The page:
Porn thrived on Tumblr in no small part because it was a safe space for women to consume femme- and queer-centric erotic content. But on Dec. 17, Tumblr banned all “adult content” from its platform, and in weeks previous had unleashed a porn-scrubbing algorithm that has flagged images of vases and gay pride pins as “explicit.” Even before Tumblr announced the adult-content ban, it shut down several sex-education blogs discussing kink safety and sex workers’ rights.

This is happening because of the sweeping language in FOSTA-SESTA, a hybrid of a Senate and House bill President Trump signed into law last April, which created an exception to Section 230 of the 1996 Communications Decency Act that has protected online platforms from liability for user-generated content for decades. Now, digital publishers will be responsible if third parties post ads for consensual sex work on their platforms which is incentivizing digital platforms — of which Tumblr is just the latest — to over-censor users, disproportionately silencing marginalized voices.

“Section 230 doesn’t cause lawlessness,” says Alexandra Levy, an adjunct professor of human trafficking and human markets at Notre Dame Law School. “Rather, it creates a space in which many things — including lawless behavior — come to light. And it’s in that light that multitudes of organizations and people have taken proactive steps to usher victims to safety and apprehend their abusers.”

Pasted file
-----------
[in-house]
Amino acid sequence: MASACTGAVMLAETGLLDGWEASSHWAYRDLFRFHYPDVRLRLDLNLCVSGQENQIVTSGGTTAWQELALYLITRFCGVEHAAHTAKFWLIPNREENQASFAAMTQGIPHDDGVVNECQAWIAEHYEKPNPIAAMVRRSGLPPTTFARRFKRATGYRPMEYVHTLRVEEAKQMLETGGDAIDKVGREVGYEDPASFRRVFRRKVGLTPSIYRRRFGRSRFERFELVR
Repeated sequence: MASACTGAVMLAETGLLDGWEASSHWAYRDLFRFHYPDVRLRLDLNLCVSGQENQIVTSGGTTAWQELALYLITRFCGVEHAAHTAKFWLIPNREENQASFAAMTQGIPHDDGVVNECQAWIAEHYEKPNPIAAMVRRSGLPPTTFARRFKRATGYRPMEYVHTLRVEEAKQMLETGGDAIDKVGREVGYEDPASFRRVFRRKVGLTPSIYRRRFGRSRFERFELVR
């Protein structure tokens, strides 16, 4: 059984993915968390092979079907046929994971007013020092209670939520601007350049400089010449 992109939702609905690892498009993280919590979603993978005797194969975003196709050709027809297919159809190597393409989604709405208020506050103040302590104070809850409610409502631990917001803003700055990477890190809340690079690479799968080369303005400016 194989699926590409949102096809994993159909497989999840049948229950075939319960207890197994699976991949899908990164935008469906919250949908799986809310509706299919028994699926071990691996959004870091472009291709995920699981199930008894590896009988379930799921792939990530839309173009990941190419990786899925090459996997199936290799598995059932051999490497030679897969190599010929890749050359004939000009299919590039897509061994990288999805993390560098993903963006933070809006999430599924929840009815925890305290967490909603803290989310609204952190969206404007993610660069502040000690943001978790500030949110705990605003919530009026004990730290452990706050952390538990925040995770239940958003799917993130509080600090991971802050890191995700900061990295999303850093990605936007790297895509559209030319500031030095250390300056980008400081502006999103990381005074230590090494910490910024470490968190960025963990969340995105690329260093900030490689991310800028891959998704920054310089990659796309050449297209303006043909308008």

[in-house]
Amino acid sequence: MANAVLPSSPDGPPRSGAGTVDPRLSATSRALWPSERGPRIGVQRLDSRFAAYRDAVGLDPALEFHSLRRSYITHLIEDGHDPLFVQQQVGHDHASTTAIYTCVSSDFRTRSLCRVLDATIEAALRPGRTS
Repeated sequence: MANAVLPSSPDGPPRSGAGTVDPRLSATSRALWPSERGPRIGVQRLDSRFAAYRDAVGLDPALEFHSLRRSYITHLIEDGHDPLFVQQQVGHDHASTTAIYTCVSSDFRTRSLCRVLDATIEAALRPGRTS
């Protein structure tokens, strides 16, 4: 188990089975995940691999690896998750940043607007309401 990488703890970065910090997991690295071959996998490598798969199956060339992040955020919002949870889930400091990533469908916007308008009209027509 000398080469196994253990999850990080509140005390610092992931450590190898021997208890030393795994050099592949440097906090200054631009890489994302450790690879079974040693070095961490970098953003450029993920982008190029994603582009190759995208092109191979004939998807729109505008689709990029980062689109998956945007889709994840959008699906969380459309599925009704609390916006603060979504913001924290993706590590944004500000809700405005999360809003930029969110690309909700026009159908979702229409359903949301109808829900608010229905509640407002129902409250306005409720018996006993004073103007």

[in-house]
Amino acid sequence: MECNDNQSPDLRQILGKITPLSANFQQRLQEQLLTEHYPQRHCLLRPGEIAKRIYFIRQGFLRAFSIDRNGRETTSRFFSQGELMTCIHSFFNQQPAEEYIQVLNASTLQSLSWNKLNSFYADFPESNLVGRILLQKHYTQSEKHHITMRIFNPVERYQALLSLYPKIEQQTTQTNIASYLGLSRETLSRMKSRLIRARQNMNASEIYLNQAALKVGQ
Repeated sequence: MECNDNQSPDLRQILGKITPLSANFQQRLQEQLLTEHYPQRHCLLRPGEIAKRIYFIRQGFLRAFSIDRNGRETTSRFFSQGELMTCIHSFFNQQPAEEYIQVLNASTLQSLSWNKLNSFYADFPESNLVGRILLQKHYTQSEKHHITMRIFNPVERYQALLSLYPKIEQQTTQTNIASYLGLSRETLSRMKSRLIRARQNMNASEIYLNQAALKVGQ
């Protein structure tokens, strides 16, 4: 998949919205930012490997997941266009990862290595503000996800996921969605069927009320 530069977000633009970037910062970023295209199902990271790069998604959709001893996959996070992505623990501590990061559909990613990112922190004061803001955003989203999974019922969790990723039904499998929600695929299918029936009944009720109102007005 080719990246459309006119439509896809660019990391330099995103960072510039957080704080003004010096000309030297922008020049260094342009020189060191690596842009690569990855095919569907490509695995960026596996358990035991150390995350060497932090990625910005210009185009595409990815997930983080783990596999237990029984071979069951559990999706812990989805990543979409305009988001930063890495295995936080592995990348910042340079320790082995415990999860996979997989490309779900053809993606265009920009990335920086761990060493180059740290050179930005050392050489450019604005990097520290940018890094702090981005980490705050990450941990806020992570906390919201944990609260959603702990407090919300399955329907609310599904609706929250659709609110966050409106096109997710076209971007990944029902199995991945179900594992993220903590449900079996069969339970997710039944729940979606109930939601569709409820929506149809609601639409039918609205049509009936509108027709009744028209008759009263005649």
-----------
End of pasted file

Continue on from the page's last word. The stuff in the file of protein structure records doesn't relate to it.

Trafficking — like any other form of abuse — thrives when victims are isolated.

“This legislation will drive demand into the street corners, the back alleys…[and] will stifle meaningful discussions on education and safety, perpetuating the very problems they hoped to resolve,” Nat Paul, a former consensual sex worker and trafficking survivor recently appointed to the US Advisory Council on Trafficking, told Rolling Stone.

Advertising online allows workers to operate independently and screen potential clients from home. And it’s not only the anecdotal testimony of sex workers — a 2017 West Virginia University and Baylor University study found a 17 percent drop in female homicide rates correlated to Craigslist opening its “erotic” section. (That’s not homicide rates among female sex workers, specifically — the platform simply had that sizable of an effect.)

It is, at best, a grossly misguided attempt to cut down on illegal sex trafficking online but one has to wonder how in 2018 we are conflating child sex predators and adult, consensual sex workers. Instead of addressing the needs of trafficking survivors, targeting the predators who monetize child abuse or making it easier for prosecutors to take suspected traffickers to court, lawmakers have further criminalized one of the most vulnerable populations in the country.

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